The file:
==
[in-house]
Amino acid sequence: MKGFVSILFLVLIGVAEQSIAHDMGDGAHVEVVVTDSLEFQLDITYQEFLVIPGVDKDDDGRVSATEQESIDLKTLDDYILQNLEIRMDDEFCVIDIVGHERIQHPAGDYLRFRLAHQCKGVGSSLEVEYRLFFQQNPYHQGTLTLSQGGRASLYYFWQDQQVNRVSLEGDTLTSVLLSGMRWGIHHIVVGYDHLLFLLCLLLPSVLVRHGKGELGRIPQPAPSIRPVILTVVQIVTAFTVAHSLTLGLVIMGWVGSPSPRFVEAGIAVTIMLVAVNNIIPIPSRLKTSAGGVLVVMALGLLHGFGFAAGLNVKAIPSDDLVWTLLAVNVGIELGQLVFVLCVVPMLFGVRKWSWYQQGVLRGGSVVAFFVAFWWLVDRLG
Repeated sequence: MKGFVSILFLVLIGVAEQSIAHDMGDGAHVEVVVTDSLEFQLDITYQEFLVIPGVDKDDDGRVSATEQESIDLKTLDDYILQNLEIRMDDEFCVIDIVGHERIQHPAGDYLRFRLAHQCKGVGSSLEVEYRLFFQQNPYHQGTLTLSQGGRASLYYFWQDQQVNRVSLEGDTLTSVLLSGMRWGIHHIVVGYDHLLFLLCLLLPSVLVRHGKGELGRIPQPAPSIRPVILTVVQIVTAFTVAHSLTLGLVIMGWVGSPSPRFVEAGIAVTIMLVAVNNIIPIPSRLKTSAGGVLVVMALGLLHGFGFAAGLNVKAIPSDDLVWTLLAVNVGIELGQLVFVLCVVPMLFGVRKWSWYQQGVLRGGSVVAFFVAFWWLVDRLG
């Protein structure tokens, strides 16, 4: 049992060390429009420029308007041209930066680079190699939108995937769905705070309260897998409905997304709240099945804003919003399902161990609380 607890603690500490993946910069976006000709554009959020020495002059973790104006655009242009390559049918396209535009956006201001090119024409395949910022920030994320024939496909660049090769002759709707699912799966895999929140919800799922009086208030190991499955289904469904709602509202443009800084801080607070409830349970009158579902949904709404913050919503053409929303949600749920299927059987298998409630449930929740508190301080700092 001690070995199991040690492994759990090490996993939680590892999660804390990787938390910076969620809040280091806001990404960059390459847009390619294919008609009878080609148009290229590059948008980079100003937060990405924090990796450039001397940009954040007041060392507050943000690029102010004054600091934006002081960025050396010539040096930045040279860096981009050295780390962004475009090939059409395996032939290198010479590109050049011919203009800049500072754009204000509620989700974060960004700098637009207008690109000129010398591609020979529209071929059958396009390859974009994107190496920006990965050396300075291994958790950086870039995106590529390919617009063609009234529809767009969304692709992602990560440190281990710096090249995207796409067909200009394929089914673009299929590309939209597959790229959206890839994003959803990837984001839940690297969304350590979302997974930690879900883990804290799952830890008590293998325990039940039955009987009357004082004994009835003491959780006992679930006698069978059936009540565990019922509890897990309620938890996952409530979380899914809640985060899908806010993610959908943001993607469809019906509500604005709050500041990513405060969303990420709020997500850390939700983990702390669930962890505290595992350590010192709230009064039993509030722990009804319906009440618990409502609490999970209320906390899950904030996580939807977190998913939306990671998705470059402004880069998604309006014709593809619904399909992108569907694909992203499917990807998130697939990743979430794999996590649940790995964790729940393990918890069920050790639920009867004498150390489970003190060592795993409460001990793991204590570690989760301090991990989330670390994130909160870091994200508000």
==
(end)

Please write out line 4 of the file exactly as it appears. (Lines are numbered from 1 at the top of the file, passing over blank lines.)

């Protein structure tokens, strides 16, 4: 049992060390429009420029308007041209930066680079190699939108995937769905705070309260897998409905997304709240099945804003919003399902161990609380 607890603690500490993946910069976006000709554009959020020495002059973790104006655009242009390559049918396209535009956006201001090119024409395949910022920030994320024939496909660049090769002759709707699912799966895999929140919800799922009086208030190991499955289904469904709602509202443009800084801080607070409830349970009158579902949904709404913050919503053409929303949600749920299927059987298998409630449930929740508190301080700092 001690070995199991040690492994759990090490996993939680590892999660804390990787938390910076969620809040280091806001990404960059390459847009390619294919008609009878080609148009290229590059948008980079100003937060990405924090990796450039001397940009954040007041060392507050943000690029102010004054600091934006002081960025050396010539040096930045040279860096981009050295780390962004475009090939059409395996032939290198010479590109050049011919203009800049500072754009204000509620989700974060960004700098637009207008690109000129010398591609020979529209071929059958396009390859974009994107190496920006990965050396300075291994958790950086870039995106590529390919617009063609009234529809767009969304692709992602990560440190281990710096090249995207796409067909200009394929089914673009299929590309939209597959790229959206890839994003959803990837984001839940690297969304350590979302997974930690879900883990804290799952830890008590293998325990039940039955009987009357004082004994009835003491959780006992679930006698069978059936009540565990019922509890897990309620938890996952409530979380899914809640985060899908806010993610959908943001993607469809019906509500604005709050500041990513405060969303990420709020997500850390939700983990702390669930962890505290595992350590010192709230009064039993509030722990009804319906009440618990409502609490999970209320906390899950904030996580939807977190998913939306990671998705470059402004880069998604309006014709593809619904399909992108569907694909992203499917990807998130697939990743979430794999996590649940790995964790729940393990918890069920050790639920009867004498150390489970003190060592795993409460001990793991204590570690989760301090991990989330670390994130909160870091994200508000």